The political class as a whole, and Congress in particular, will be negligent if they fail to bring to light crimes against liberty. There is no rush to judgment. Pundits point out that no one who is president will diminish the potential authority of the presidency, even though in another position he or she might regard a claim or practice abusive. Congress, for its part, is not enthusiastic. There is a proper fear of provoking rancorous partisanship at a time when it can do the greatest harm to national economic recovery. In addition, there may be a large measure of reluctance to admit the shameful negligence by Congress through lack of oversight, a supine relationship to the executive branch and the casual passage of ill-considered legislation like the Patriot Act.

But Congress should not continue to exempt itself from guaranteeing and defending the rights of Americans. Re-examination and judgment of policies and practices that seem to amount to internal subversion must be political as well as judicial. It is not enough for principled civil servants to recommend prosecution for the most egregious offenders. Political leaders must take responsibility for bringing the truth to light, for correcting past errors and for establishing accountability on the part of those who either violated the rights of American citizens or conspired to do so, as well as for those who chose to abuse the human rights of innocent foreign nationals.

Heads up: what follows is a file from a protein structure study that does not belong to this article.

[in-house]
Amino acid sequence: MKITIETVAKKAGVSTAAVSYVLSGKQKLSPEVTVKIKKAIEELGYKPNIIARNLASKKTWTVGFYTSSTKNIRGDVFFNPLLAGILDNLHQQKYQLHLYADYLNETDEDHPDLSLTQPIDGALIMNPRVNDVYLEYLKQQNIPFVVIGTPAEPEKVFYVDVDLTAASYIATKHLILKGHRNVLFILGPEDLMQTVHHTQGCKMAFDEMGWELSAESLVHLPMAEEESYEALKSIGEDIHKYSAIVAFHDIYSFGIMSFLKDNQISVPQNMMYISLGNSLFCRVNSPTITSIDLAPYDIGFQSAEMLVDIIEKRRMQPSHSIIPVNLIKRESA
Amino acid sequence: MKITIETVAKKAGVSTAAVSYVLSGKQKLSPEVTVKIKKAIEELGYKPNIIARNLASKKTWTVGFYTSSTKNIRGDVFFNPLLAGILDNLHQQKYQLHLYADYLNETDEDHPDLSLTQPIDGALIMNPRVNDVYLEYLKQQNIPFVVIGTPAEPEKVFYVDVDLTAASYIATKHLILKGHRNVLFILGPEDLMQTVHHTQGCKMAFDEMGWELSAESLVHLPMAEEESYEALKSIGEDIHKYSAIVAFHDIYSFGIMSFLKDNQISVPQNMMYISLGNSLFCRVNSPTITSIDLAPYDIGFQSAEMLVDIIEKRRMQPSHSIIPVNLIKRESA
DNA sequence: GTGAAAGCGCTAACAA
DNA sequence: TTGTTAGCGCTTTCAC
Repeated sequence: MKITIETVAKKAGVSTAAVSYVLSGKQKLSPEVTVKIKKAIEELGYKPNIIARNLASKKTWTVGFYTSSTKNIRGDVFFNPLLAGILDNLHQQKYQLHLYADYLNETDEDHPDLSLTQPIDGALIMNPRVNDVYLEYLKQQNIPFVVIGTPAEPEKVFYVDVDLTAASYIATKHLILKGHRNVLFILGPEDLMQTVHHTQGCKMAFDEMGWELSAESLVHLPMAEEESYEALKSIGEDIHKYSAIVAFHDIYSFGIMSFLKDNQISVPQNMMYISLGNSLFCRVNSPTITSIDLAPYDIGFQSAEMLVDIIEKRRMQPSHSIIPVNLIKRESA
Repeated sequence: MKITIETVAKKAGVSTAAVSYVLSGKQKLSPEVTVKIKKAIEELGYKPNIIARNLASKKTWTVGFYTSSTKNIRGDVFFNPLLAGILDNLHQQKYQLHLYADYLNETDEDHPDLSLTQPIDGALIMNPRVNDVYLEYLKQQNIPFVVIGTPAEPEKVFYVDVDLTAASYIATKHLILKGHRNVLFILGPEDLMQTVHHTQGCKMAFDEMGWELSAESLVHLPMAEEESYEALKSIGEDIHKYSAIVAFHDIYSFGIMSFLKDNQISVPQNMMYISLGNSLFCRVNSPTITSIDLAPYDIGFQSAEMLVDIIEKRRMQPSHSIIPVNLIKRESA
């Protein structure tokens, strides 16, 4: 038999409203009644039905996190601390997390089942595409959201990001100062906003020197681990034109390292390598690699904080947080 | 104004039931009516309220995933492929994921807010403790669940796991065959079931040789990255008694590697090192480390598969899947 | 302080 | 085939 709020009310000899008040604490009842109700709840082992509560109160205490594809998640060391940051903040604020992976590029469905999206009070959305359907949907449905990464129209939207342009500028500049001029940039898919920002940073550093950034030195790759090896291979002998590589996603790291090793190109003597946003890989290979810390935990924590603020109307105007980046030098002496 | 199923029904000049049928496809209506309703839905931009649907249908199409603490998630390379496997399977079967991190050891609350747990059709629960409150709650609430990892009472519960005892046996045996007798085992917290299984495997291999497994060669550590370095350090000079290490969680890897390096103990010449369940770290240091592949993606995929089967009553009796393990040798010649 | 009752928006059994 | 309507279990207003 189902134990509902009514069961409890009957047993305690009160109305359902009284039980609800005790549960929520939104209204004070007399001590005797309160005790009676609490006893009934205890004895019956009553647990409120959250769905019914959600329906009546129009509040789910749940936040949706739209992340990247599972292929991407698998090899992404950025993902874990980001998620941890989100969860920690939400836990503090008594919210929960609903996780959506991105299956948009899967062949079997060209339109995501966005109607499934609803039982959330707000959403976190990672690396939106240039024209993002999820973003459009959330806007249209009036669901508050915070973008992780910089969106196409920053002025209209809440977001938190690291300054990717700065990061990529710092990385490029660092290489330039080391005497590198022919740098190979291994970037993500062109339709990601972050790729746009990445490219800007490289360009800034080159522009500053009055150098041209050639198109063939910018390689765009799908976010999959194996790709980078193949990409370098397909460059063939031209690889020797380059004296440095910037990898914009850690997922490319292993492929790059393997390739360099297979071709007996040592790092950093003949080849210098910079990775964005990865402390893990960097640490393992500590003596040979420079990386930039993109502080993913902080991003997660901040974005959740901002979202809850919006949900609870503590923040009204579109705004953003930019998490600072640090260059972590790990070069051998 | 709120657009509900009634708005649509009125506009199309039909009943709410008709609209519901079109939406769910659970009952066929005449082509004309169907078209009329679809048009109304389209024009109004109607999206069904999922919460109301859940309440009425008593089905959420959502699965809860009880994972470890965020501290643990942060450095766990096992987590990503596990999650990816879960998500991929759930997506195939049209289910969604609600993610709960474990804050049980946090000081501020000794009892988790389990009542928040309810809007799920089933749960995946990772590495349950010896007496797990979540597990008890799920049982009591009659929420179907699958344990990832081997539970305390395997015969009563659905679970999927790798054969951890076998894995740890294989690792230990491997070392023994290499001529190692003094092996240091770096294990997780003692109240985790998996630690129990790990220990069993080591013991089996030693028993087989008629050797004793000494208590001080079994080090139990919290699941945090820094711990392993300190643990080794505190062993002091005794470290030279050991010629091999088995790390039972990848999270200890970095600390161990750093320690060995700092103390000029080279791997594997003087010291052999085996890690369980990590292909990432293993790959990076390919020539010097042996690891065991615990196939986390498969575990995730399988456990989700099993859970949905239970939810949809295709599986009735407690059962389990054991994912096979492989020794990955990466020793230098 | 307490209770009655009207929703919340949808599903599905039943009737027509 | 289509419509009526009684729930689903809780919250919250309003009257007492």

In conducting its inquiries, Congress faces difficult choices over whether to grant immunity from prosecution to suspected wrongdoers. Such grants will entail sacrificing some measure of justice and deterrence for the sake of full disclosure. In the interest of civic peace, prosecutions should be few, restricted to key policymakers and their primary legal advisers. Immunity may be given to others who can shed light on the dark secrets of the last eight years but who did not bear primary responsibility for the alleged offenses. The Abu Ghraib trials, in which the foot soldiers were punished while the commanders and policymakers escaped punishment, are the wrong model. Prosecutions, disbarment and other mechanisms of accountability are needed at the top levels of government decision making. Such accountability is needed to provide a deterrent to legalized coups in the future.